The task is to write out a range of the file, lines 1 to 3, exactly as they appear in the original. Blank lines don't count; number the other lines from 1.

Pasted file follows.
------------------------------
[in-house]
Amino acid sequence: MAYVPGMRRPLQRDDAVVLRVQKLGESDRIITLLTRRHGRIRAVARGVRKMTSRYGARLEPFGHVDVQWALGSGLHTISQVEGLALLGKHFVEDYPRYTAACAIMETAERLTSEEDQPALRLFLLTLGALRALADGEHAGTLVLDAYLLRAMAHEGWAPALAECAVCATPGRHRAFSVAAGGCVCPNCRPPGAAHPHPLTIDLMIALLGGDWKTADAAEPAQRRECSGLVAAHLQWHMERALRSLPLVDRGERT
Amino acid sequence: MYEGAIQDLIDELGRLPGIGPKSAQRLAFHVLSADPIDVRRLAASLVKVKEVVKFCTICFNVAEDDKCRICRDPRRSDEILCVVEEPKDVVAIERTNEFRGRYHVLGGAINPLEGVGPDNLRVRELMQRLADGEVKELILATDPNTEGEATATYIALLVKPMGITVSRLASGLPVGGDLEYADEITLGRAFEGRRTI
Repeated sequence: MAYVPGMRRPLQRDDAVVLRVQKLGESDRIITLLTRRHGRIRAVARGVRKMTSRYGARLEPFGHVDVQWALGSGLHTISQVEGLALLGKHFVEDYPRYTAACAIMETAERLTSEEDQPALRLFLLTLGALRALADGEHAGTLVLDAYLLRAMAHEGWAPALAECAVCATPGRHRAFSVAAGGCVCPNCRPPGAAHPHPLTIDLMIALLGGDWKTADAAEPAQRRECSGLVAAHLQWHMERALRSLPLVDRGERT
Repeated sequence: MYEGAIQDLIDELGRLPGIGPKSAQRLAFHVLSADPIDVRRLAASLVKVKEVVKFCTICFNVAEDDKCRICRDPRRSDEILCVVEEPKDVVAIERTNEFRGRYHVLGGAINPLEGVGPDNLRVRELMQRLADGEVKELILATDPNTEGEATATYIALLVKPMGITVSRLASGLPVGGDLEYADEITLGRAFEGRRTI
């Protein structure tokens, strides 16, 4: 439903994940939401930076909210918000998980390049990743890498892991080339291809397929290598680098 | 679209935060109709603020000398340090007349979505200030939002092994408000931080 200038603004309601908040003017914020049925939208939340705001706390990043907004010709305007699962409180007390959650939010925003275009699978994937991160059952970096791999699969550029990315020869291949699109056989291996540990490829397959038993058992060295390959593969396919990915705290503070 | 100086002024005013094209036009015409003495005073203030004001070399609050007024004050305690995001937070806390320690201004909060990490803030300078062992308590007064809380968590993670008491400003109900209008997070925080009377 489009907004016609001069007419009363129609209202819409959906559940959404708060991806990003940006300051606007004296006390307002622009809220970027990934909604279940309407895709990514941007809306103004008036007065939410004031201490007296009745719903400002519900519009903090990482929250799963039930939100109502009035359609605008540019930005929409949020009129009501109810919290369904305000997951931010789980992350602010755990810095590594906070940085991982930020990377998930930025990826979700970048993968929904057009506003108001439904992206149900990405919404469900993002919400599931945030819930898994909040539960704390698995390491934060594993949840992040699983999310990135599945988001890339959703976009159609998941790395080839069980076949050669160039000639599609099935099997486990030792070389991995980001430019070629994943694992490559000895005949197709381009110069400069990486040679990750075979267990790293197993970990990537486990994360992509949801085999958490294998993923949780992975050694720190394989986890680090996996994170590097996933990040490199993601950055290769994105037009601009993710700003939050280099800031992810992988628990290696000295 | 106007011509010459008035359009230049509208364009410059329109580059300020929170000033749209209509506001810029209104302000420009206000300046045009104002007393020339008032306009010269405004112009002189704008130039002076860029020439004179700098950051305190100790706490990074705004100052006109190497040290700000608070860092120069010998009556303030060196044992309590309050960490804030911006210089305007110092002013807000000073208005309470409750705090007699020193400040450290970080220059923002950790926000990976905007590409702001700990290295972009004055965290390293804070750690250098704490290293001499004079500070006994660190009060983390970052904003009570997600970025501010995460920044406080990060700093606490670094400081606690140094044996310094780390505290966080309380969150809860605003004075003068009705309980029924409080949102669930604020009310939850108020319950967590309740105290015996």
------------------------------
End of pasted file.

[in-house]
Amino acid sequence: MAYVPGMRRPLQRDDAVVLRVQKLGESDRIITLLTRRHGRIRAVARGVRKMTSRYGARLEPFGHVDVQWALGSGLHTISQVEGLALLGKHFVEDYPRYTAACAIMETAERLTSEEDQPALRLFLLTLGALRALADGEHAGTLVLDAYLLRAMAHEGWAPALAECAVCATPGRHRAFSVAAGGCVCPNCRPPGAAHPHPLTIDLMIALLGGDWKTADAAEPAQRRECSGLVAAHLQWHMERALRSLPLVDRGERT
Amino acid sequence: MYEGAIQDLIDELGRLPGIGPKSAQRLAFHVLSADPIDVRRLAASLVKVKEVVKFCTICFNVAEDDKCRICRDPRRSDEILCVVEEPKDVVAIERTNEFRGRYHVLGGAINPLEGVGPDNLRVRELMQRLADGEVKELILATDPNTEGEATATYIALLVKPMGITVSRLASGLPVGGDLEYADEITLGRAFEGRRTI